It’s always a bittersweet moment when Ponsonby’s Pride Parade rolls around. On the one hand, you get to spend your evening surrounded by colour, joy, and unconditional love, but on the other, you have it in the back of your mind that Pride month is drawing to a close, and soon the rainbow flags that brighten the city will be taken down for another year.
As we made our way down Ponsonby Road, making sure we didn’t miss a single one of the outrageously effervescent floats, it was hard to believe that just four years ago, same-sex marriage was illegal in our country. To be honest, it was hard to believe that there could ever have been a soul in New Zealand that wanted it to be illegal. From over an hour before the start of the parade, people started to line the barricades, donning rainbows on their faces and glitter in their hair. I have never seen so much diversity in one place before, with all races, ages, genders, and sexual orientations being beautifully represented. It was a heartwarming sight, one that categorically proved that love transcends our differences, and can instead show us how we are all fundamentally the same.
What’s potentially even more incredible than being in a place that encompasses and embraces the multiplicity of our country, is the number of organisations and businesses willing to get involved. Of course there are those who explicitly support and advertise the LGBTQI+ cause, such as ANZ Bank with their “GAYTMs” and their #HoldOnTight campaign that brought out tears from those with even the hardest of hearts. Additionally, though, amongst the organisations formed for the sole purposes of promoting LGBTQI+ rights, there were also names that were less expected. Joining the ranks of the “proud” this year was Countdown supermarket, handing out chocolates and water in abundance, weighing down our bags in such a way that we could never complain. There were Baptist churches, university representatives, electricity companies… All there in their hundreds, showing their support for their LGTBQI+ customers and employees.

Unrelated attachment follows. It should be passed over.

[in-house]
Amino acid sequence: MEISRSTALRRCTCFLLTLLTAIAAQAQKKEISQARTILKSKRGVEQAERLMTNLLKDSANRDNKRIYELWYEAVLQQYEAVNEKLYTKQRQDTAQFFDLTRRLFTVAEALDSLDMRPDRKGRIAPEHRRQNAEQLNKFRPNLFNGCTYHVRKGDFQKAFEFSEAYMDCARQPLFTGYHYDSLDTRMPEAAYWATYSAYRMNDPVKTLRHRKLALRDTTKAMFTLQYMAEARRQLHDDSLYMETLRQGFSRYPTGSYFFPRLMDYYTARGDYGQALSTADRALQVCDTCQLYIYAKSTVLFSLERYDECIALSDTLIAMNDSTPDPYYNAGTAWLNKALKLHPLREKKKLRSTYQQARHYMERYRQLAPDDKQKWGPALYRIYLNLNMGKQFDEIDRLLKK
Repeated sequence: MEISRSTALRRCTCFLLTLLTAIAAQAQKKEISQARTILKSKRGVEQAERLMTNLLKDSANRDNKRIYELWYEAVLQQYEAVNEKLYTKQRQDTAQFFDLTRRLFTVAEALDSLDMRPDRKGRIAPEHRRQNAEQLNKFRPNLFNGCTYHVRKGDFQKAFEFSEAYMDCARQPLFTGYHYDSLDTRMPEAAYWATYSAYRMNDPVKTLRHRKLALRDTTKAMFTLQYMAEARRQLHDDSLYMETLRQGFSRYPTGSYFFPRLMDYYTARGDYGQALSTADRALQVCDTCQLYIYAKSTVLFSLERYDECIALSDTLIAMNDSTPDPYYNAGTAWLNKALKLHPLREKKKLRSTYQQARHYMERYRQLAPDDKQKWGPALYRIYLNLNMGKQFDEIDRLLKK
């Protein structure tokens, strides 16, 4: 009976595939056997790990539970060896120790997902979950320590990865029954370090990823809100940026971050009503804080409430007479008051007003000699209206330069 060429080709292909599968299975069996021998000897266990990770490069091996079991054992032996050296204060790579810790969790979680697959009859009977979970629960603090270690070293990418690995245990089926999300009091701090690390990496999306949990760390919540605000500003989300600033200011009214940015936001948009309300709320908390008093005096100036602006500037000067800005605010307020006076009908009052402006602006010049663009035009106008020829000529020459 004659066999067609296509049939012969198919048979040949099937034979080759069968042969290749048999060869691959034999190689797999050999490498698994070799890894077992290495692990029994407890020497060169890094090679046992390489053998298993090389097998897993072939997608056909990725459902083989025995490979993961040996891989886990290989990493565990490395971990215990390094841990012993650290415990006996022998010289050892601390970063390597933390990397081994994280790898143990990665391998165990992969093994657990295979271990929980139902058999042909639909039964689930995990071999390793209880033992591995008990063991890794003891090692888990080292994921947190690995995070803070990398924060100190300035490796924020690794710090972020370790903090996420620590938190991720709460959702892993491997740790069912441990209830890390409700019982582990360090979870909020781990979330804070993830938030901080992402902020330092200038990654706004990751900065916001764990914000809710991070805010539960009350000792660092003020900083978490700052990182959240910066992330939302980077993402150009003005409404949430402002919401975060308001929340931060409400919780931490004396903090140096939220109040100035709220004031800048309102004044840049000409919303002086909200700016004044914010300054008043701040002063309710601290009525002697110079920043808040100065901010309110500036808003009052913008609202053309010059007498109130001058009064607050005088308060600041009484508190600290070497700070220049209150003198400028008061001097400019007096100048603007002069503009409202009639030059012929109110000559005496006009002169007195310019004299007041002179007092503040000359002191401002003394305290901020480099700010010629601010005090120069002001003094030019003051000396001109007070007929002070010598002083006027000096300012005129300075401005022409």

While the event itself was important, providing a safe space for people from all walks of life to celebrate their identity, what was different about the parade was that it let people know that there are places in which they know they will be safe. As Pride draws to a close, it might feel as though the number of opportunities you have to be openly yourself are slipping away as well, but the parade proves that this is not the case. It shows that you can be yourself at the supermarket, at the bank, at church, within your chosen political party, and even in entire suburbs such as Ponsonby. Pride Parade is more than just an evening, it seeps from February into March, and from March through to December.
Every year that we celebrate Pride month, we are getting that little bit closer to a tolerant New Zealand, but discrimination will continue to exist. February may be over, the flags may be gone, but the need for us to keep fighting is not.